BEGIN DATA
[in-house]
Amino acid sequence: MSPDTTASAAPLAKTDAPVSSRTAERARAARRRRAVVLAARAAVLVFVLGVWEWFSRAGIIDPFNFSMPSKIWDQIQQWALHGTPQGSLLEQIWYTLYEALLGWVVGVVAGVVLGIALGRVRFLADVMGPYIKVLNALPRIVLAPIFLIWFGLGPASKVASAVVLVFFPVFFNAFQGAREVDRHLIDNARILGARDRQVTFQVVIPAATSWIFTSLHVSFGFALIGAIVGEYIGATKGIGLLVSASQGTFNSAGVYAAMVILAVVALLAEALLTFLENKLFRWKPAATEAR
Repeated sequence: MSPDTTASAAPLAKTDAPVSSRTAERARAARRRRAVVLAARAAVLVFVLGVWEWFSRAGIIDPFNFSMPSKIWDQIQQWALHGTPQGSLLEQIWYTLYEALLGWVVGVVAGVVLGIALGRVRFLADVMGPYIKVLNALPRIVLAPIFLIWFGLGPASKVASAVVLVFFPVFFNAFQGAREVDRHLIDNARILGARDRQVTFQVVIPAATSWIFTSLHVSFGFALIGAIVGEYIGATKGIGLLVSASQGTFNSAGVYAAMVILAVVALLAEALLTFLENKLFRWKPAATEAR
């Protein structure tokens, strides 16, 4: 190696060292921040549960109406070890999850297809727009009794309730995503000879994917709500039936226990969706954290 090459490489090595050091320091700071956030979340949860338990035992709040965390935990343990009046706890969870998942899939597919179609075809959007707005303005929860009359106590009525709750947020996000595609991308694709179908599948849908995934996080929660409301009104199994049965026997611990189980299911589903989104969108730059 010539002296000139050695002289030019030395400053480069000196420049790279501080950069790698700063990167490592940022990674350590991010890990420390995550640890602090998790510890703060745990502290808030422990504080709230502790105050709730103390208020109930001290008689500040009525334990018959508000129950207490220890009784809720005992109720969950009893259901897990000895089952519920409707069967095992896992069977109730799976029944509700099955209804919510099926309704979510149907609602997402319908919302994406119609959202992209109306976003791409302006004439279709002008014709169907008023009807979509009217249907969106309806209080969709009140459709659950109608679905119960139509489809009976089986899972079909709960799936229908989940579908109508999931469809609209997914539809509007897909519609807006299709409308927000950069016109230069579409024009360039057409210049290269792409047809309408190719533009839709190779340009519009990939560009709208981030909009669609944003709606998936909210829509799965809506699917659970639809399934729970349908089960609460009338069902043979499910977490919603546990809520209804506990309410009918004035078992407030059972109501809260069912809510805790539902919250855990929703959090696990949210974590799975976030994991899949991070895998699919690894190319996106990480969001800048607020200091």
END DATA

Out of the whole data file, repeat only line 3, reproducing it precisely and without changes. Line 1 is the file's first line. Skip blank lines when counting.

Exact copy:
Repeated sequence: MSPDTTASAAPLAKTDAPVSSRTAERARAARRRRAVVLAARAAVLVFVLGVWEWFSRAGIIDPFNFSMPSKIWDQIQQWALHGTPQGSLLEQIWYTLYEALLGWVVGVVAGVVLGIALGRVRFLADVMGPYIKVLNALPRIVLAPIFLIWFGLGPASKVASAVVLVFFPVFFNAFQGAREVDRHLIDNARILGARDRQVTFQVVIPAATSWIFTSLHVSFGFALIGAIVGEYIGATKGIGLLVSASQGTFNSAGVYAAMVILAVVALLAEALLTFLENKLFRWKPAATEAR